The other day I was at a shop, where women buy hosieries and stuff like that, and I encountered something that reminded me of the truthfulness behind my grandmother’s wisdom, which had an ironic tone to it.

There were four customers, beside me, in that shop, and there were four sales persons trying to pitch their sales. I was at the section, where cashmere socks are hung, and let me tell you there is nothing more luxurious in life than wearing a pair of cashmere socks, suitable to protect your feet -your second heart—against the brutal cold of the Canadian weather. Anyway, as I was talking to a sales person about the price of a pair of a cashmere I had in hand, there entered into the shop a flamboyant figure of a woman, with a greatly designed black-goat- leather hat on her auburn hair, a velvet green jacket that gracefully adorned her great figure, and a pair of reading glasses that looked very elegant on her long nose. She looked impressive to everyone, for we all noticed her, each in our own way.

She walked across the aisle where the knee-highs were hung, a sale- person responded to the move and greeted her nicely. Within a few moments the sale-person was at the manager’s corner, perhaps, reporting about the failure of a possible sale, while the flamboyant customer walked towards me with two pairs of socks in her right hand, and asked me, “What do you think," she didn't pause for an answer, and continyed, "do you think they are too much for a mother, who is in a retired house?”

It took me a second to respond, “Well, they’re really funky”. She looked at me for a second and turned around as if I did not exist. this is not swell, I thought ! But again, I had a feeling that she must be one of those tough-looking people, whose heart is aching. And I was right! A few seconds later, again she walked towards me, this time with three pairs of socks in hand, dangling them into my face, and asked me rather rudely “how do you like these?”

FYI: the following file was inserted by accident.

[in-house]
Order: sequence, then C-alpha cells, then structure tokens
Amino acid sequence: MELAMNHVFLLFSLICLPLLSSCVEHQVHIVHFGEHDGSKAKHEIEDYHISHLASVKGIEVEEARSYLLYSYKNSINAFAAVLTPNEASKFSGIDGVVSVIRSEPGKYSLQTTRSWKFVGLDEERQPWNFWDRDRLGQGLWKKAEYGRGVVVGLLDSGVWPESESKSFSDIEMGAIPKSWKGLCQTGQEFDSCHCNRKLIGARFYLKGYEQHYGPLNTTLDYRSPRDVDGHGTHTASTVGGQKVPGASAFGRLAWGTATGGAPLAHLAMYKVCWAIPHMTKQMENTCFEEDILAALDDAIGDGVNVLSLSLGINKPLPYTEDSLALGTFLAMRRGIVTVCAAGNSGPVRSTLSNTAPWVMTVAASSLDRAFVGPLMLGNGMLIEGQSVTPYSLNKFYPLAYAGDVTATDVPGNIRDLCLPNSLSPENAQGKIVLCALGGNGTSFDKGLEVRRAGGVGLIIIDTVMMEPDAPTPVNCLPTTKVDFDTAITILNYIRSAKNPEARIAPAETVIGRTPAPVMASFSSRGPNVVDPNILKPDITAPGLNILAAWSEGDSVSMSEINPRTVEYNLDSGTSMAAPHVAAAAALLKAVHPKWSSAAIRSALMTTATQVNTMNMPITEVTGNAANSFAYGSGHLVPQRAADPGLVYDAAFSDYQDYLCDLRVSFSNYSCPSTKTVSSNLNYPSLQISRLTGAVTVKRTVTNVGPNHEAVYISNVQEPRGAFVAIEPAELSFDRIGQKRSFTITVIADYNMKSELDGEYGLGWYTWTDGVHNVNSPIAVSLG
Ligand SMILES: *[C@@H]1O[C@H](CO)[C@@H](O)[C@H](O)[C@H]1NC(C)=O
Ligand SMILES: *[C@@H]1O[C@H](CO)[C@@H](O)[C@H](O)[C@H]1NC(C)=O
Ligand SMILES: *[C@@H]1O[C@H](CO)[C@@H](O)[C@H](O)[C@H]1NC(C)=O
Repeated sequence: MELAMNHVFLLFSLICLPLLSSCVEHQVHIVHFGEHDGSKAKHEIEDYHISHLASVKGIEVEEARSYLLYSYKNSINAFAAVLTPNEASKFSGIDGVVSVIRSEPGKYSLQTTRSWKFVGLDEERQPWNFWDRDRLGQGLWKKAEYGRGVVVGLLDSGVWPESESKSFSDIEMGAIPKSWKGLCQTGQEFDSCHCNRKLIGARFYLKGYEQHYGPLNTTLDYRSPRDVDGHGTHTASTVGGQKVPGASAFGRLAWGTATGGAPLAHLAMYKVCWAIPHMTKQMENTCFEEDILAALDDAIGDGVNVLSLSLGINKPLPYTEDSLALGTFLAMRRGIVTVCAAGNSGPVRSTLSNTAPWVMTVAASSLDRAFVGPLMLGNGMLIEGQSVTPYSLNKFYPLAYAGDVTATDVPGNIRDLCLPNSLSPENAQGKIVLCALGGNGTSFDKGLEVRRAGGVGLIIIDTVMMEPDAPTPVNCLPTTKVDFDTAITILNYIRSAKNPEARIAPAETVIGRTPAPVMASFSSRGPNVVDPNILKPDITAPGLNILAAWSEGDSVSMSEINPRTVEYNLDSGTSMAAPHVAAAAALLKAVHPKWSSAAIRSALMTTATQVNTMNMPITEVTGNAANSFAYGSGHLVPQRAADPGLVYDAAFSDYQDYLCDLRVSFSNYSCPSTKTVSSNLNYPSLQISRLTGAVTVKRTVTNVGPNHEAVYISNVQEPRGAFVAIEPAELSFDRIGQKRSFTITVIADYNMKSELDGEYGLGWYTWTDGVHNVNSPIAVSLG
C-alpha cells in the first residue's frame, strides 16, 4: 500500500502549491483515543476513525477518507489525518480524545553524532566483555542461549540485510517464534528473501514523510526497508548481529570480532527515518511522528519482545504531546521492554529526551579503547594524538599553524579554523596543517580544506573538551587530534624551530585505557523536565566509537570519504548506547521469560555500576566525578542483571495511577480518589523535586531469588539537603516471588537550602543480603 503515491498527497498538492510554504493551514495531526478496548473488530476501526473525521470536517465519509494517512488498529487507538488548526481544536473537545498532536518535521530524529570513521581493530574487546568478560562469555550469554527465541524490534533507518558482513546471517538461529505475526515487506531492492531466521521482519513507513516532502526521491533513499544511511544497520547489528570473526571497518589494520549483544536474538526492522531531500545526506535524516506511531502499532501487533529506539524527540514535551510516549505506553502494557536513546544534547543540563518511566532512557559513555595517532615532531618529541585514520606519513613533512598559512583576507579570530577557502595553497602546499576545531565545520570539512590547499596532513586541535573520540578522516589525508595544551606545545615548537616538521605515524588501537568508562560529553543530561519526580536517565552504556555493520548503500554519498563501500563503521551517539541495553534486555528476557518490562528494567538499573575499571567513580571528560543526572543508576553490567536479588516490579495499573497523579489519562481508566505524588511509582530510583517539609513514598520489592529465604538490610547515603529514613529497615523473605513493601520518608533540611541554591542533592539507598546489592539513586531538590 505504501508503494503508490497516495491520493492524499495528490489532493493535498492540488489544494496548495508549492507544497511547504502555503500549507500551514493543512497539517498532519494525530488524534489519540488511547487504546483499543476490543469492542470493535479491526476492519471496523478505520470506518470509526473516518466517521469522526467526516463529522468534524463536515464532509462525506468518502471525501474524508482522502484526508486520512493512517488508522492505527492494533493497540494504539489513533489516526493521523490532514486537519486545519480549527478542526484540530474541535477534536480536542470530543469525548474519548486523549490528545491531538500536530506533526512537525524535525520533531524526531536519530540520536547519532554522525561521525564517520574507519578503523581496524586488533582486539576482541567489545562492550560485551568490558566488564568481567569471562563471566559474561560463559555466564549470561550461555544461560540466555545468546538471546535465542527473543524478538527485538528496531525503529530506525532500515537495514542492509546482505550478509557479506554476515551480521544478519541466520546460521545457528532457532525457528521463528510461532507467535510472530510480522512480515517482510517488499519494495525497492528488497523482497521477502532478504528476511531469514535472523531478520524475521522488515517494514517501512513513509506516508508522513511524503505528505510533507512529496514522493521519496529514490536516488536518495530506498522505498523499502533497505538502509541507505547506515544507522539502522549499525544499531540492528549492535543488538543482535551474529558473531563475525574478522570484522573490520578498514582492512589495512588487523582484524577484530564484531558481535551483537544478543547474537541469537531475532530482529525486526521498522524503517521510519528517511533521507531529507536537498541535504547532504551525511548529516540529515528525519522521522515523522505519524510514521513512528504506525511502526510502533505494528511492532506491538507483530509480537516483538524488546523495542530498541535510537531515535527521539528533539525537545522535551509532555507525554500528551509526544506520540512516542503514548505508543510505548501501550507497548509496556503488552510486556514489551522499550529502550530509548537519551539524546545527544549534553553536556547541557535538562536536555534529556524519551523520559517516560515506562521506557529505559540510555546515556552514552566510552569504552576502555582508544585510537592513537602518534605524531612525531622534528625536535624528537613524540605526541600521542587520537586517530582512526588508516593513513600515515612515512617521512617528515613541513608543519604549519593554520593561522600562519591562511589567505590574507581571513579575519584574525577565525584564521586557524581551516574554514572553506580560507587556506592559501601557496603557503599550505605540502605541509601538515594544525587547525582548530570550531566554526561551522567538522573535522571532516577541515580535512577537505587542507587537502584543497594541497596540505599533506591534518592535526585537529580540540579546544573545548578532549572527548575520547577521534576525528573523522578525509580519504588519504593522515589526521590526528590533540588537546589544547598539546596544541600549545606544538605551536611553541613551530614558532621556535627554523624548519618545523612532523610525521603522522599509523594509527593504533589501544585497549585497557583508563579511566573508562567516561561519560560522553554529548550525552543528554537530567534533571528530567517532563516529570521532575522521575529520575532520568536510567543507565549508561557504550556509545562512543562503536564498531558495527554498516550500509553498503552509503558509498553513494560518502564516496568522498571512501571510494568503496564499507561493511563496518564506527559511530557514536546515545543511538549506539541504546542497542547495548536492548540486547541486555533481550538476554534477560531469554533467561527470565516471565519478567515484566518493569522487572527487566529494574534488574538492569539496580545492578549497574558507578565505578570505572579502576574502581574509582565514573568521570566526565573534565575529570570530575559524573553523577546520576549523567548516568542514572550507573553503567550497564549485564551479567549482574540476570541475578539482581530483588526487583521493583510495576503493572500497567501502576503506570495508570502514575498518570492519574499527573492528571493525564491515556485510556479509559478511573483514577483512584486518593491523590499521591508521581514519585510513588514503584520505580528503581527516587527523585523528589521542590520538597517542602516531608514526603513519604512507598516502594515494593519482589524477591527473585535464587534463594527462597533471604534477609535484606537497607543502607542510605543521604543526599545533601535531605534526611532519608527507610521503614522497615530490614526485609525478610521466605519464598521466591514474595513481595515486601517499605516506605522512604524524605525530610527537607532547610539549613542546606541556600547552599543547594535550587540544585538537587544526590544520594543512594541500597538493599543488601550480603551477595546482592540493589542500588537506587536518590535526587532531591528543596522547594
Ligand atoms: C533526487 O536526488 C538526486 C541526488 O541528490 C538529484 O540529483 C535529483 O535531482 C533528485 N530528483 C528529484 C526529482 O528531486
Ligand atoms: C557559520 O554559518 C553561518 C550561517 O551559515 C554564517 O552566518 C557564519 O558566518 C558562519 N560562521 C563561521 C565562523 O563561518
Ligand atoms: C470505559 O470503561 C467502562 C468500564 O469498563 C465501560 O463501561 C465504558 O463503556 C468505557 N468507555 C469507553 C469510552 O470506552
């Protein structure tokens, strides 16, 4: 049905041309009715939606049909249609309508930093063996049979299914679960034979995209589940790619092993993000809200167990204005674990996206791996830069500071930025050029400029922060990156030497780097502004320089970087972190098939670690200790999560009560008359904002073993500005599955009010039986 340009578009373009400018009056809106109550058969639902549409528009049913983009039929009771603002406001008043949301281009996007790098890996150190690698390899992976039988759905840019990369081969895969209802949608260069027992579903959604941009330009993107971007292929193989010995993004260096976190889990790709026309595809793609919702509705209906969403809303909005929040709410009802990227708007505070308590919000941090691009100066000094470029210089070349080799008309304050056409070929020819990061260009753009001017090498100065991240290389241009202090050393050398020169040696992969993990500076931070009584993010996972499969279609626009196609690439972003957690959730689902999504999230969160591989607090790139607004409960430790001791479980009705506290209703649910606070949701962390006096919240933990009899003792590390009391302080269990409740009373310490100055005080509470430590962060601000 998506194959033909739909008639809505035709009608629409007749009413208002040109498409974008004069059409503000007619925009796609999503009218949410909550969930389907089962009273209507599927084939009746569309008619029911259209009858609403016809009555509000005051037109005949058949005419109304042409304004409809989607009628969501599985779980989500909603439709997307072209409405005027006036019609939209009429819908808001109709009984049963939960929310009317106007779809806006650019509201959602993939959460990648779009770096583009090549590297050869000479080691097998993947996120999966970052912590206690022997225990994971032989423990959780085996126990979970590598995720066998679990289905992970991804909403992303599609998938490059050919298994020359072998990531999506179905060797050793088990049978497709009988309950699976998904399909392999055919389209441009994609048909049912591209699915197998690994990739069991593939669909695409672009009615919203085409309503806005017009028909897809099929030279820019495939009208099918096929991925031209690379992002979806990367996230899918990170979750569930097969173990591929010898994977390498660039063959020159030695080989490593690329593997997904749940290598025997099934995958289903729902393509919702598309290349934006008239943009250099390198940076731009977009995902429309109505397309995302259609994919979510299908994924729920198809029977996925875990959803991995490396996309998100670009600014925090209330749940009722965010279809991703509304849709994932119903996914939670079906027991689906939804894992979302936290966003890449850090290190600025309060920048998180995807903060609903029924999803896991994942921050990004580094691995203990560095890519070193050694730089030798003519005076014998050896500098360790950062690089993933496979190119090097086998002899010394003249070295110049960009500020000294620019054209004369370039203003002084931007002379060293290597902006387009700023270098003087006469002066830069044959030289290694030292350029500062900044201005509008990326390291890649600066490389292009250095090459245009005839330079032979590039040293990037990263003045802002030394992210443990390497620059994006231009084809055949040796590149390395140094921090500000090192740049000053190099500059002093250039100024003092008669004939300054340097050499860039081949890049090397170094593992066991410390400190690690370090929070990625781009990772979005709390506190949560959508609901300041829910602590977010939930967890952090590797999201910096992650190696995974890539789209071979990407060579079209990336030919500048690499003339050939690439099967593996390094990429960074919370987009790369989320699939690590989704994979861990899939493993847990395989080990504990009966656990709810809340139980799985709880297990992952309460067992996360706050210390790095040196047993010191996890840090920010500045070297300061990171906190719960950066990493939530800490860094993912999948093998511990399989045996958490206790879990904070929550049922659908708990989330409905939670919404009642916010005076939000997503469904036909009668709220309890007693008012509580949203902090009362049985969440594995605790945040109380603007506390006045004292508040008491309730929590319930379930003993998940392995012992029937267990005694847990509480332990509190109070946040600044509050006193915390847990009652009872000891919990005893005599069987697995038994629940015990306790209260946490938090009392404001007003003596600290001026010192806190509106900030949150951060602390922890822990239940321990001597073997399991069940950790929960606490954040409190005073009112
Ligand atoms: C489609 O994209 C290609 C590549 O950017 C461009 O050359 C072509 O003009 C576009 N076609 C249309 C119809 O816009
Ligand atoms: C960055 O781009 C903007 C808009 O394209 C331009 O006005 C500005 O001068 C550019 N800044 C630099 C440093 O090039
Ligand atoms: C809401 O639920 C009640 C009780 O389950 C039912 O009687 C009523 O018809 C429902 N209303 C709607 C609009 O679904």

“Well, I think they are rather colourful for a mother who resides in a dull establishment. She can use some colours in her life. We all can, even though some of us don’t deserve a colourful life”. When I was uttering those words, a voice in my head was keep telling me to shut up, but I am always prone to listen to the “other” one that tells me to go on. And it was not a mistake to utter those words, for what came out of it, was having a pleasant conversation over a cup of delicious coffee with a new friend.

It is strange how we think of our parents and what they do to make us who we are. We are their products, just as they were the products of their previous generations. We do what they do, or what they couldn’t; it has always been that way. We may make or break a rule, but we may never get away from what we have learned in the process. But, we may reserve the right to set up our own rules, to bend theirs, and in the process learn that life is made up of passing moments.